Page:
NASA celebrates major milestone of touching the Sun
NASA is celebrating a historic milestone – its Parker Solar Probe successfully flying through the Sun’s corona (upper atmosphere). The spacecraft is flying closer to the Sun than any mission in history. The US space agency has described this as a ‘monumental moment”.
Thomas Zurbuchen, the associate administrator for NASA’s Science Mission Directorate, in a statement said the Parker Solar Probe touching the Sun is a monumental moment for solar science. “Not only does this milestone provide us with deeper insights into our Sun’s evolution and its impact on our solar system, but everything we learn about what our own star also teaches us more about stars in the rest of the universe.”
Nicola Fox, director of NASA’s heliophysics division, said humanity has touched the Sun. Craig DeForest, a solar physicist at the Southwest Research Institute in Boulder, Colorado, said this is a huge milestone. “Flying into the solar corona represents one of the large great unknowns.”
The Parker probe is flying even closer towards the heart of the solar system, head-on into the solar wind and into our star’s atmosphere. It cross the Sun’s atmosphere at 9.33am Universal Time on 28 April 2021. It took several months for mission scientists to download and analyse the data it collected.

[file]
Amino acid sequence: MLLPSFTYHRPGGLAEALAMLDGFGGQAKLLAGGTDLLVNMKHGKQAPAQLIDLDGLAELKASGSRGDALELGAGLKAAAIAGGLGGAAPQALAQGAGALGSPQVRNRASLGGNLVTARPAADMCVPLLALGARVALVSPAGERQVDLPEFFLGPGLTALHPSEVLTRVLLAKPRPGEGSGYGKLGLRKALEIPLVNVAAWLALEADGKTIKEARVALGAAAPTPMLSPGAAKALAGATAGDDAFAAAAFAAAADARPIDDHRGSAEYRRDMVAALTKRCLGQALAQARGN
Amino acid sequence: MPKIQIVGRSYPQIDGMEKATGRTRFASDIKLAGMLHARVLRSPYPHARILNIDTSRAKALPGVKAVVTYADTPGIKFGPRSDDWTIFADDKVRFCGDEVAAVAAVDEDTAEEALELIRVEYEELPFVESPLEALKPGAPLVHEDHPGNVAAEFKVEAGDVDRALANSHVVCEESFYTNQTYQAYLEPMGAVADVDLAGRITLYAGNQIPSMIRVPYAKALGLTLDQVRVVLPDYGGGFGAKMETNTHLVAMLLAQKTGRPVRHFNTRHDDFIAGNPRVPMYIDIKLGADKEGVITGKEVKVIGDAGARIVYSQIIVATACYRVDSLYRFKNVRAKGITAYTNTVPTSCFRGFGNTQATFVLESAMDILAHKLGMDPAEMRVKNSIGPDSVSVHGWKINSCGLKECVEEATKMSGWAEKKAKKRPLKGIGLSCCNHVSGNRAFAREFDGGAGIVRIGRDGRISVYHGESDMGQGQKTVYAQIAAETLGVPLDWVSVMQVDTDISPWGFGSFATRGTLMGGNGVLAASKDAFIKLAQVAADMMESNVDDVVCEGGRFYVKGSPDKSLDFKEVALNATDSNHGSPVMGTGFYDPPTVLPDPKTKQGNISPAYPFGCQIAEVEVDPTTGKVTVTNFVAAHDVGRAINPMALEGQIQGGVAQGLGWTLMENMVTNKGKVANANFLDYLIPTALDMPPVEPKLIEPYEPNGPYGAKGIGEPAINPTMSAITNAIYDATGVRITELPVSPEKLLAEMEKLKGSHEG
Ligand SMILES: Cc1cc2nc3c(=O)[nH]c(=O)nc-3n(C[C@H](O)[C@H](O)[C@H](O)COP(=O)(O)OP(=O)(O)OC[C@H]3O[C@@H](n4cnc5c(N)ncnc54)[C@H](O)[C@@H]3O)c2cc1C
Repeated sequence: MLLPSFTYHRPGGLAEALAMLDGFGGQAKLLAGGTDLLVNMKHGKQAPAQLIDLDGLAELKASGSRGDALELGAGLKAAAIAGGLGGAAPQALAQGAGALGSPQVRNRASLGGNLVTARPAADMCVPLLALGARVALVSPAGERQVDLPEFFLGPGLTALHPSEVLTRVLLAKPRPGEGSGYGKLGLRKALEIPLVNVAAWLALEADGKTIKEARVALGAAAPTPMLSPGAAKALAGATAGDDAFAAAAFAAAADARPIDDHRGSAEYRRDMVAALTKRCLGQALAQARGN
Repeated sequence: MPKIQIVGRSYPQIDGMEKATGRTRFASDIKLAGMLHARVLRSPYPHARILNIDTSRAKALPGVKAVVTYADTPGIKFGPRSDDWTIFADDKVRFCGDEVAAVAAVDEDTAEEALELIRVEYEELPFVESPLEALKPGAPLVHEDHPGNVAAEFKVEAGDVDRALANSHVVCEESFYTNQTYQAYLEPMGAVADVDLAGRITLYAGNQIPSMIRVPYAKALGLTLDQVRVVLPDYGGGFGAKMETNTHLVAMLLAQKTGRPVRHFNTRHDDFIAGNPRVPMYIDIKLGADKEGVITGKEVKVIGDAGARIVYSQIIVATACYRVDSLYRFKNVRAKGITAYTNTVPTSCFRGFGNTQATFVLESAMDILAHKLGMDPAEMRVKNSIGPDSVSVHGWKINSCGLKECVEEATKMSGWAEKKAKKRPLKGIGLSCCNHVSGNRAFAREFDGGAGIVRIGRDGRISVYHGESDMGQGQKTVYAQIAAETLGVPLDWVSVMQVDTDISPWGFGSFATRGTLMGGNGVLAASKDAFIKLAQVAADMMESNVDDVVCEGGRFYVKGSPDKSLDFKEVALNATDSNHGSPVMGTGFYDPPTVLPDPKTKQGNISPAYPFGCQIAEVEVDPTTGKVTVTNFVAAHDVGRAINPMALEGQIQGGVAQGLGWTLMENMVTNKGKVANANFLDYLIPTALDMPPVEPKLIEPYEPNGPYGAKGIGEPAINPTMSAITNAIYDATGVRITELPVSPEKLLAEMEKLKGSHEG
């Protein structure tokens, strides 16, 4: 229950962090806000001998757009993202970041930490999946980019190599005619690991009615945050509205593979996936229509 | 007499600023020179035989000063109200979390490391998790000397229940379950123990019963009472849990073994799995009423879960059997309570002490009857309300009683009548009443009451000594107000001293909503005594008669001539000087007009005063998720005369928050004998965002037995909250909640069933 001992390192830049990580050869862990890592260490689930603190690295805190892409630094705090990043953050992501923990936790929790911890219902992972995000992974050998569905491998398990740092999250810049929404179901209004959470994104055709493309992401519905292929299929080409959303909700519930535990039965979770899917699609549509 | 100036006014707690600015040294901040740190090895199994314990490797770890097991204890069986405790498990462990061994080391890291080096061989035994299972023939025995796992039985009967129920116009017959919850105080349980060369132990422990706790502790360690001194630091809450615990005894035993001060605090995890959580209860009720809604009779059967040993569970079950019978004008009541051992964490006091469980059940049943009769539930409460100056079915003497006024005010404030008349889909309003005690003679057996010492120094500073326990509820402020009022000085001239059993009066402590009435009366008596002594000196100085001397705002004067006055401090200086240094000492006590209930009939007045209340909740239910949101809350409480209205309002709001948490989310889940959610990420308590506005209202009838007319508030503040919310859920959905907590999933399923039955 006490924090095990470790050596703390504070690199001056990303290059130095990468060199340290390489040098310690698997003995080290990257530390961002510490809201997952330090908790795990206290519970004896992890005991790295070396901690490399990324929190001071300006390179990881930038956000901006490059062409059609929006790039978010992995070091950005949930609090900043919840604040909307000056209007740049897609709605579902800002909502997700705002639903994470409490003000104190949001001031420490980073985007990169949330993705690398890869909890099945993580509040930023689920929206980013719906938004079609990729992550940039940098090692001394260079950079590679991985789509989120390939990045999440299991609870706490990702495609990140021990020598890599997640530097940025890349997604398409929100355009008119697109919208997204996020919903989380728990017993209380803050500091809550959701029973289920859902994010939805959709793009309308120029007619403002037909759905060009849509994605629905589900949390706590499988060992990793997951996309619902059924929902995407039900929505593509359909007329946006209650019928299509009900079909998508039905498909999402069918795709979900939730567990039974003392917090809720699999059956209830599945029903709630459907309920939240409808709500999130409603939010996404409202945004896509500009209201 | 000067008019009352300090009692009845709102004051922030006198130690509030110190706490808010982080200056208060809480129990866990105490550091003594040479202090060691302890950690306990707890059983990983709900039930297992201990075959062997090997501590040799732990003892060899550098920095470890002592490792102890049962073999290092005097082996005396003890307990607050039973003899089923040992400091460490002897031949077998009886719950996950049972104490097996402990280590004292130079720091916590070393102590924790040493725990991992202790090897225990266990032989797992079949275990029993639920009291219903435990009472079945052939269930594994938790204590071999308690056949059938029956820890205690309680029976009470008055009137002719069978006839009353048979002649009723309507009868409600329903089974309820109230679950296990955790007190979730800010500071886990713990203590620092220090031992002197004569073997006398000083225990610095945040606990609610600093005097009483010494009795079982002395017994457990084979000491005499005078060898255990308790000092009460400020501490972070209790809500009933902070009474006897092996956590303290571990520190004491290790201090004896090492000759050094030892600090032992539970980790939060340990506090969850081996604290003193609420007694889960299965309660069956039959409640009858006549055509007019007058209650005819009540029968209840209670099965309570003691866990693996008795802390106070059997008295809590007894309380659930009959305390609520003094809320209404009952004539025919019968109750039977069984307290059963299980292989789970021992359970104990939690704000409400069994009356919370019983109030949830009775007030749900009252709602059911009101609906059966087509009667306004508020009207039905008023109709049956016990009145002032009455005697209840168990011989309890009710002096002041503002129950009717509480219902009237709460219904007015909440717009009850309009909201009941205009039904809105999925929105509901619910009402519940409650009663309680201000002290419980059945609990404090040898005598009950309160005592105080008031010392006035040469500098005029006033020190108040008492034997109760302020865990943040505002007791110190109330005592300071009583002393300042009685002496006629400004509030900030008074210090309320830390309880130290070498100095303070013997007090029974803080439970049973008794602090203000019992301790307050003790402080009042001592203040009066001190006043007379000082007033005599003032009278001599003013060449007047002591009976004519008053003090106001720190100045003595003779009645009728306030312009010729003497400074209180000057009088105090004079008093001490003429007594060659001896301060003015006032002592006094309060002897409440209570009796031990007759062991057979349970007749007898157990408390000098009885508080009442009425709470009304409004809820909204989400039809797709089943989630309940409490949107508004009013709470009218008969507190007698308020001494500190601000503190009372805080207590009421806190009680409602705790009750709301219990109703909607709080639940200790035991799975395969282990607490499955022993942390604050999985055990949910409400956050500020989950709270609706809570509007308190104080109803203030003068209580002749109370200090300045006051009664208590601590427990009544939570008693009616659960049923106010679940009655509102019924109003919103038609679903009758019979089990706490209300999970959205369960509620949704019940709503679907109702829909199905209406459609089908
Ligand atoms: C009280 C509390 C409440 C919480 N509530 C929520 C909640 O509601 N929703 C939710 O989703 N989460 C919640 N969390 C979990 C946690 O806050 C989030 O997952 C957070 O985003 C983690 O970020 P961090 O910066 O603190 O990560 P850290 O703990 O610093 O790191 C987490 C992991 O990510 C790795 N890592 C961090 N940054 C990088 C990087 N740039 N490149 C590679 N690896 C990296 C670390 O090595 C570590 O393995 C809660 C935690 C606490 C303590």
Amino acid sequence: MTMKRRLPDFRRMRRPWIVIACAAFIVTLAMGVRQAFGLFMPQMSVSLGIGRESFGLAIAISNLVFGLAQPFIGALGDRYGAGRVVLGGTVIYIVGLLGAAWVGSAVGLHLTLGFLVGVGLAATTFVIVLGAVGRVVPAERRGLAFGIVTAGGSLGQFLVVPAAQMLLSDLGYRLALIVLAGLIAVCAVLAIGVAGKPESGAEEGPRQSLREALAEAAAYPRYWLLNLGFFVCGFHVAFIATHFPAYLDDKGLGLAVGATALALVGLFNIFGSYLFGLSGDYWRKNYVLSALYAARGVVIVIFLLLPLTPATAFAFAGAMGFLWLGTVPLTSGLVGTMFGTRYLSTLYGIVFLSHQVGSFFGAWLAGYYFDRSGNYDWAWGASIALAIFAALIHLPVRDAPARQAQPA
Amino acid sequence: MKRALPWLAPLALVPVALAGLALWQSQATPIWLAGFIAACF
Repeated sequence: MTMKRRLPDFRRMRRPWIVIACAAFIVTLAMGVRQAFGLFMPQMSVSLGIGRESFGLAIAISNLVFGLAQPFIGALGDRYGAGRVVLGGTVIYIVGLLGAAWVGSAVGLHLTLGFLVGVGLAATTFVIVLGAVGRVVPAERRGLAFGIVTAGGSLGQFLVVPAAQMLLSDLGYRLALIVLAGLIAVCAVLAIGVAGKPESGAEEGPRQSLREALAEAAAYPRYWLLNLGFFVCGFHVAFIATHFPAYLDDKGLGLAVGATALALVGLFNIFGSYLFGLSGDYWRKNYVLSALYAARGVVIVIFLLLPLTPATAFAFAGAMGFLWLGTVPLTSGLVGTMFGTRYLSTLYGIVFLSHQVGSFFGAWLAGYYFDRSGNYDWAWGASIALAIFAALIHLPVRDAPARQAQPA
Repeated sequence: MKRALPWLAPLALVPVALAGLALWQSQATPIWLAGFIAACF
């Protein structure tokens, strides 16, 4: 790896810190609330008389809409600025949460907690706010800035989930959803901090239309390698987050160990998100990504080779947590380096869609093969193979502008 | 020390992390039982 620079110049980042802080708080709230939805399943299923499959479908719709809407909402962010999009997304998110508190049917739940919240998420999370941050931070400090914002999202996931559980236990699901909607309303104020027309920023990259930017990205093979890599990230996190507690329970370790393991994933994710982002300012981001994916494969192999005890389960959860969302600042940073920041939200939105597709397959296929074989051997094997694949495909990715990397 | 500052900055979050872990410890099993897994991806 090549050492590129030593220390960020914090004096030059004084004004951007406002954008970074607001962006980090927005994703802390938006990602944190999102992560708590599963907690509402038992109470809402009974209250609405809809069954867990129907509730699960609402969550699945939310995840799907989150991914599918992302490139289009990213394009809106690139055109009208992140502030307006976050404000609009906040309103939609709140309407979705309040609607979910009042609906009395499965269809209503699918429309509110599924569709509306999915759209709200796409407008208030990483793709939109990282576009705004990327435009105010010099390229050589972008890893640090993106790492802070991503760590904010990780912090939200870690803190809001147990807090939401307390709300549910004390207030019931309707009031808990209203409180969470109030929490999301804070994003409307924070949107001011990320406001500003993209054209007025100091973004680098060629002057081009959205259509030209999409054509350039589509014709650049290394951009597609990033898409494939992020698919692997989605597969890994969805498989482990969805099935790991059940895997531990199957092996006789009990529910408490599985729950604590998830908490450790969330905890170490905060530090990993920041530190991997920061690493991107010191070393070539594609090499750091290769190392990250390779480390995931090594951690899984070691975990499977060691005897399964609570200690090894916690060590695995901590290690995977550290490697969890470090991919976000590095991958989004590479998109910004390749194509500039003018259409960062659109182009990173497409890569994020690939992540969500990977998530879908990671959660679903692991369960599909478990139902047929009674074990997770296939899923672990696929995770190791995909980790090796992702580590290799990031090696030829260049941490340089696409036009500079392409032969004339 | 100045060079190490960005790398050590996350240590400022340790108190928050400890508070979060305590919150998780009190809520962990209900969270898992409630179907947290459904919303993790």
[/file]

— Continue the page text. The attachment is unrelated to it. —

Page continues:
This probe is said to be worth about USD 1.5 billion. Since its launch in 2018, it has been orbiting the Sun and looping even closer to the solar surface on each pass. A carbon-composite heat shield protects its instruments from temperatures that will eventually soar to 1,370 degrees Celsius.
Nour Raouafi, the mission’s project scientist, said the spacecraft crossed the Alfven boundary when it was around 14 million kilometers, or just under 20 solar radii, from the Sun’s surface. That’s about where team members had expected to find the interface. Some researchers had speculated that the boundary would be rather ‘fuzzy’, but it was instead somewhat sharp and wrinkly. The spacecraft passed into the corona for nearly five hours and then back out again, and might have crossed into it briefly twice more. Inside the corona, the solar wind speed and plasma densities dropped, suggesting the boundary had indeed been crossed. “We are learning new things that we did not have access to before,” Raouafi says.
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The Parker Probe, as it crossed the Alfven surface, flew through a pseudostreamer of electrically charged material, inside which conditions were quieter than the roiling environment outside. While inside the corona, the spacecraft also studied unusual kinks in the magnetic field of the solar wind, known as switchbacks.
Scientists knew about switchbacks previously, but the Parker Solar Probe data have allowed them to trace where they come from, all the way down to the solar surface.